The Undeniable Power of Snapchat

Last week, Snapchat announced that its users now consume 10 billion video views a day. With that many views, I’m sure you’re familiar with the popular photo and video sharing app. That number is an increase from 8 billion since February 2016 and 4 billion since April 2015. That is extremely quick and massive growth in one year. It’s not only that users are spending 25-30 minutes a day on the app, but more and more are flocking to the 5 year old platform each day.

Live Streaming

Sixty percent of teenagers and millennials ages 13 to 34 years old use Snapchat. The numbers only begin to tell the story of how powerful Snapchat is becoming. For the first time in history, NBC sold the rights to its Olympic sporting event content. Who got the deal? You guessed it, Snapchat! Before this deal, NBC only aired Olympics sporting event content live on TV and then later via its owned channels including its website and mobile app. This deal not only speaks to the power that Snapchat has an app, but also as a media production and content sharing platform.

You can now be present at some of the top events across the world like Coachella Music & Arts Festivals and NACAR races with Snapchat’s “Live” section. Snapchat has access to exclusive events through partnerships, but more importantly users. The content is unpolished and the perspective of everyday people who are actually in the moment. Users are creating more video content at these events in the hopes one of the stories they picks shows up to millions of users. It’s a truly unique way to connect users from across the world. And that’s just one of the ways the app is doing that.


Content Creation

You will now find Snapchat content on some of the top social media channels like Instagram and YouTube. Snapchat users save photos and videos with filters and then post them on other platforms. The app is allowing users to not only repost content like other platforms, but actually create it and distribute it how the user wants to. Snapchat has also gotten in on the content creation game through their various channels. The app has been creating original content on a “show” for the ongoing presidential election.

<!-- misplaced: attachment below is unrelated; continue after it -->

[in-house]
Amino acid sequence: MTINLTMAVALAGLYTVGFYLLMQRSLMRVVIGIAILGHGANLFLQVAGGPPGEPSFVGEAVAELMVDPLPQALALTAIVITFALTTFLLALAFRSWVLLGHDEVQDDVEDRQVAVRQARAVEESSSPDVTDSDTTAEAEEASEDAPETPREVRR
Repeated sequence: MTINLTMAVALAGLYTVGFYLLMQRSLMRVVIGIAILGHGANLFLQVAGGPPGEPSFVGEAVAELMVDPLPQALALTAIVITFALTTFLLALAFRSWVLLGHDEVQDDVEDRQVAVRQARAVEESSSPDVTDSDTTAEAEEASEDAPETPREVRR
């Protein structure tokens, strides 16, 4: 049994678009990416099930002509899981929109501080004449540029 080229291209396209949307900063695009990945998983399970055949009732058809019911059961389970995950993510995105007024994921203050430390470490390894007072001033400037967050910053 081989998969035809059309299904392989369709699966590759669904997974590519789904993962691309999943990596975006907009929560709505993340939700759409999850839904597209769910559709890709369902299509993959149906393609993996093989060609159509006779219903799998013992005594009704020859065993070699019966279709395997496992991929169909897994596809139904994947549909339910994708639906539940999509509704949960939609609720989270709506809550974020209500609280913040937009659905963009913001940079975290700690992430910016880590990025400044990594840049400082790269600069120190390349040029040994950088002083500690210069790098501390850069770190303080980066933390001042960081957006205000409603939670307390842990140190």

Snapchat has 18 channels in its “Discover” section including Comedy Central, National Geographic, CNN, ESPN, and Food Network. These media channels are not repurposing content, but creating content directly for Snapchat users that can only be found and viewed within the app. Media companies producing shows for other platforms? Only Snapchat has the power to get all of these groups together in one place.


Brand Advertising

The company is now valued at $19 billion. That amount is sure to increase as brands continue to leverage the platform for marketing to teens and millennials. Lucky for users, Snapchat has found a way not to disrupt their feeds with ads like Facebook, Instagram, and Twitter. Paid brand content is only found in the “Discover” and “Live” sections of the app. Users have to opt into viewing those sections rather than just having the content appear in their feeds.

Only time will tell what the powerful app will do next. Let’s hope they stay true to users and don’t go down the road Facebook and Twitter have with advertisers. If they don’t, they are going to continue to dominate.


The Need for Diversity on Your Marketing Team

Earlier this month, Cosmopolitan Magazine had a major social media fail. The magazine pushed out a post on Twitter talking about the rise of a new trend called “hair tattoos”. The problem was that it was actually hair designs and parts that Black Americans have been doing for decades. Black Twitter created the hashtag #cosmoheadlines to make fun of the cultural appropriation that so often happens in the beauty industry as well as Cosmo’s lack of Black American cultural knowledge.